Examples of Sales

The chemical combination of certain cations with certain anions originates what in chemistry is called you go out. In nature there are numerous salts dissolved in the seas or precipitated, forming minerals of medium or high complexity. In general, these are mineral salts, that is, made up of inorganic elements. For instance: calcium oxalate, sodium chloride, copper sulfate.

The salts often have a crystal structure, although in liquid media they are dissolved and ionized. Salts are essential for living beings, they help maintain cellular homeostasis and osmotic balance due to their ability to absorb water molecules. a liter of sea water it contains on average about 33 to 39 grams of salt. Many salts have important domestic uses, others are essential for industry or construction.

However, a excess salts it can lead to serious health problems, such as high blood pressure. Some living things need mineral salts to form protective external structures, such as shells and shells. Furthermore, the bones of all vertebrates are made up of salts.

Where is the salt obtained from?

In nature, many salts are concentrated in the salt flats, that is, in surface lakes whose sediments are composed of salts. When evaporating by the action of the sun in the water, the salts accumulate.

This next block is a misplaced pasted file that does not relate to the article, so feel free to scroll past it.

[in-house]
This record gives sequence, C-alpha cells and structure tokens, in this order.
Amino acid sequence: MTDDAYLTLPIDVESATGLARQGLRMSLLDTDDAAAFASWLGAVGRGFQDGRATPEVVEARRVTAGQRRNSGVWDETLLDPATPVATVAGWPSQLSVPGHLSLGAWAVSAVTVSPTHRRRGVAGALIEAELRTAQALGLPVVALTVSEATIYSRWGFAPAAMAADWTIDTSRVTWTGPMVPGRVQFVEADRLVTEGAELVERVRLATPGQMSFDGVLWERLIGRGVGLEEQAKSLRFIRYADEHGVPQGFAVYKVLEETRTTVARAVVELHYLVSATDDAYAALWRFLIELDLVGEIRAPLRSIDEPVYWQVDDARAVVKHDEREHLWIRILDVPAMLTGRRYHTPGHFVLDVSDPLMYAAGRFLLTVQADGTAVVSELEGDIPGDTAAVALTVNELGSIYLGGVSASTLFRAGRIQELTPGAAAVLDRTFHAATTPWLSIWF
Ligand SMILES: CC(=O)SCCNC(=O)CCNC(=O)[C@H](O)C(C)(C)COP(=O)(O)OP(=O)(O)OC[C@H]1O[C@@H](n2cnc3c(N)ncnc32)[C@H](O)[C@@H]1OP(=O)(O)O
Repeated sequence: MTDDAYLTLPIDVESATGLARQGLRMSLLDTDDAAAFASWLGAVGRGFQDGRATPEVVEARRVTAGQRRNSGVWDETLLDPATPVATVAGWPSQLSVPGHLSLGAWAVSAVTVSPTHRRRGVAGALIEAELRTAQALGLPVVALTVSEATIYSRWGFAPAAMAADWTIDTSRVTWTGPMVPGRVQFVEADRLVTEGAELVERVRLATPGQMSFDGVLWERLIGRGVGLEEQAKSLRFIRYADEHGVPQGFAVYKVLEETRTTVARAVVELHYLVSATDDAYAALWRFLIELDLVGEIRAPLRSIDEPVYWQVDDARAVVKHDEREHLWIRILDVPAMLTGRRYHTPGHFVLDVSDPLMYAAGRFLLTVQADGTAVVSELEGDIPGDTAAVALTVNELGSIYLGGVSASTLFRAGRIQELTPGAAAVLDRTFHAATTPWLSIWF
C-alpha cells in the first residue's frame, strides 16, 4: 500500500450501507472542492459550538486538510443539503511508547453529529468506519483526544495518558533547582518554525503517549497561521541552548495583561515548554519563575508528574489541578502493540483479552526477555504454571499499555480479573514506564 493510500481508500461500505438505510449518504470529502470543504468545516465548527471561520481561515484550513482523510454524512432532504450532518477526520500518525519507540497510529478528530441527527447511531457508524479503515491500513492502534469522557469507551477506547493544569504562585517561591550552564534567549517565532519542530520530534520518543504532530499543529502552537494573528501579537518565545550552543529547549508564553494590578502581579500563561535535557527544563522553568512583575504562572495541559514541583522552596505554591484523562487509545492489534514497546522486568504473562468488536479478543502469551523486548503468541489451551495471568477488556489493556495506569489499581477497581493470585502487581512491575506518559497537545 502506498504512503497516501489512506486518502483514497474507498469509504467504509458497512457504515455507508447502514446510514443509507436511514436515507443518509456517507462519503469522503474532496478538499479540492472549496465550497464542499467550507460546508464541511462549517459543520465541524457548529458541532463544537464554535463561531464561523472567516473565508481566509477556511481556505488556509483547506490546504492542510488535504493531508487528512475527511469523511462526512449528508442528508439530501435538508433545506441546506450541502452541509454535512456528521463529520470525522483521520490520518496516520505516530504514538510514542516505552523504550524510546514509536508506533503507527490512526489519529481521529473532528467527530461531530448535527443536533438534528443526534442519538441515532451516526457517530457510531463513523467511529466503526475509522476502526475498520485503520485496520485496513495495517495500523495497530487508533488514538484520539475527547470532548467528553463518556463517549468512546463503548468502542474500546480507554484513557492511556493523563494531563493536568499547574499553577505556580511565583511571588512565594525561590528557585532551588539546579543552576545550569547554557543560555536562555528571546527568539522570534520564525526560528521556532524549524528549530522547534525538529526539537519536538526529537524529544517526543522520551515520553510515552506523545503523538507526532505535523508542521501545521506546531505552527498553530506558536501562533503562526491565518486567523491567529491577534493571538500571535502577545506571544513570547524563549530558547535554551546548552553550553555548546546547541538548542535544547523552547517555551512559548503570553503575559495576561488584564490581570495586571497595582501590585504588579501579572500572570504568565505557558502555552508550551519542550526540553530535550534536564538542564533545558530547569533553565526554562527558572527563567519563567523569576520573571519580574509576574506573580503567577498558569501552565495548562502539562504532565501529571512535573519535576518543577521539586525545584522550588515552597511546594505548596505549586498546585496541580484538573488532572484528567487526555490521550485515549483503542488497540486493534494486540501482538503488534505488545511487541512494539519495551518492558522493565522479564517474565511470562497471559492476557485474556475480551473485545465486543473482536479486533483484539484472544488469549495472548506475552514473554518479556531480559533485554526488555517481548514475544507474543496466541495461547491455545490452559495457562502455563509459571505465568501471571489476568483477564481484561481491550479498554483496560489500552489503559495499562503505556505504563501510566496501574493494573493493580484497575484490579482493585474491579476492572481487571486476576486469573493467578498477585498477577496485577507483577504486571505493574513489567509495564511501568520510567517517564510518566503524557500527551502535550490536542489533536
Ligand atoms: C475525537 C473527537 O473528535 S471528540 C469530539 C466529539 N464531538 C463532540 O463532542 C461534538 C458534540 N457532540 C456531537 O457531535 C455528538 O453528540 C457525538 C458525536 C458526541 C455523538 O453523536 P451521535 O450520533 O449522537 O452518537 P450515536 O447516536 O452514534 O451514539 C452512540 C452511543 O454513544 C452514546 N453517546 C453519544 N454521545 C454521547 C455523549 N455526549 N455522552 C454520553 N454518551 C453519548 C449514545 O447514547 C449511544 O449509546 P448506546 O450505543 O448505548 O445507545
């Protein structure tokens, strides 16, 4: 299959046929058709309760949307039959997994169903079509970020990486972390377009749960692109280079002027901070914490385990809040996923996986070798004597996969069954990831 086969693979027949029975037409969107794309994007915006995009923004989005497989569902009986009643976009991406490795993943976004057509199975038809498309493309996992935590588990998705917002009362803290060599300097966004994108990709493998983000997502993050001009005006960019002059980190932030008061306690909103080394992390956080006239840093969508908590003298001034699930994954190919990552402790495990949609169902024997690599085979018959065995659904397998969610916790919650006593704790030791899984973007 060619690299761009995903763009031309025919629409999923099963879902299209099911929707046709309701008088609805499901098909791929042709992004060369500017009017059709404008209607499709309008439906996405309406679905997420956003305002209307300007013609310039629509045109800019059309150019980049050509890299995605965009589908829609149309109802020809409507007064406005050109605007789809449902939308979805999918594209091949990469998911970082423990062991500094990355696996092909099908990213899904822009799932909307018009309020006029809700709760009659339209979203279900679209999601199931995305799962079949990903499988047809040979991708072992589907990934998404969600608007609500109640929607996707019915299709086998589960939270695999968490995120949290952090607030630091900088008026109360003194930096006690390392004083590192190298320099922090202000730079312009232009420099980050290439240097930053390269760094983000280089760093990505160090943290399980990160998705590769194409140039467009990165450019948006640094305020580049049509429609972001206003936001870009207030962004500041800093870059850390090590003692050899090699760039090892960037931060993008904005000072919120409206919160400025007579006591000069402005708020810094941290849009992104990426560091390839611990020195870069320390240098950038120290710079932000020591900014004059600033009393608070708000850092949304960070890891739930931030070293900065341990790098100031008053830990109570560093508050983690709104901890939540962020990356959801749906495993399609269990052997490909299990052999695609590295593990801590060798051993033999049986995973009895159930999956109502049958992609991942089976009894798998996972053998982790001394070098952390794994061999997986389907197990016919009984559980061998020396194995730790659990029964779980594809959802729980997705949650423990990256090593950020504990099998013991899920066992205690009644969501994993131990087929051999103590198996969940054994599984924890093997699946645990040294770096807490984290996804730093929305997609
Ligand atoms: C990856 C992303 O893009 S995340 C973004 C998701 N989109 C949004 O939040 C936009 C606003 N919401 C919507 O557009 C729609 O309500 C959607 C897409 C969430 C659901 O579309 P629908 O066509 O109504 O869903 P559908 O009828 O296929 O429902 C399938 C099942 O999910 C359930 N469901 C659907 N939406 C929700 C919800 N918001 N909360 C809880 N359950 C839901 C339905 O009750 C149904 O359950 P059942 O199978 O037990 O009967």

They are famous in America, for example, the Salar de Uyuni in Bolivia or Atacama in Chile. There are also endorheic seas or lakes that are very rich in salts: the best known example is that of the Dead Sea, located 416.5 meters below sea level, especially rich in calcium, magnesium, potassium and bromine salts. The salt content of the Dead Sea is around 28%.

Organic salts are the result of the reaction between an alkali, such as sodium or potassium hydroxide, and a fatty acid. This process is known as saponification. Organic salts often have detergent properties, so they are often the basis for various cleaning products.

There are several chemical reactions that lead to the formation of salts, such as:

  • Reaction between a base (or alkali) and an acid:

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  • Reaction between a metal and a nonmetal:

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  • Reaction between a metal and an acid:

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  • Saponification reaction:

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Examples of salts

Sodium taurocholateBenzalkonium chloride
Calcium carbonate (CaCO3)Calcium oxalate
Potassium bromide (KBr)NaHCO sodium bicarbonate3
Magnesium sulfate (MgSO4)Disodium EDTA
Sodium Chloride (NaCl)Magnesium carbonate (MgCO3)
Sodium hypochlorite (NaClO)Copper sulfate (CuSO4)
Tricalcium phosphate (Ca3(PO4)2)Potassium citrate
Ammonium chloride (NH4Cl)Ammonium sulfate ((NH4)2SW4)
Sodium lauryl sulfateSodium tellurite (Na2TeO3)
Sodium 4-dodecylbenzene sulfonatePotassium permanganate (KMnO4)

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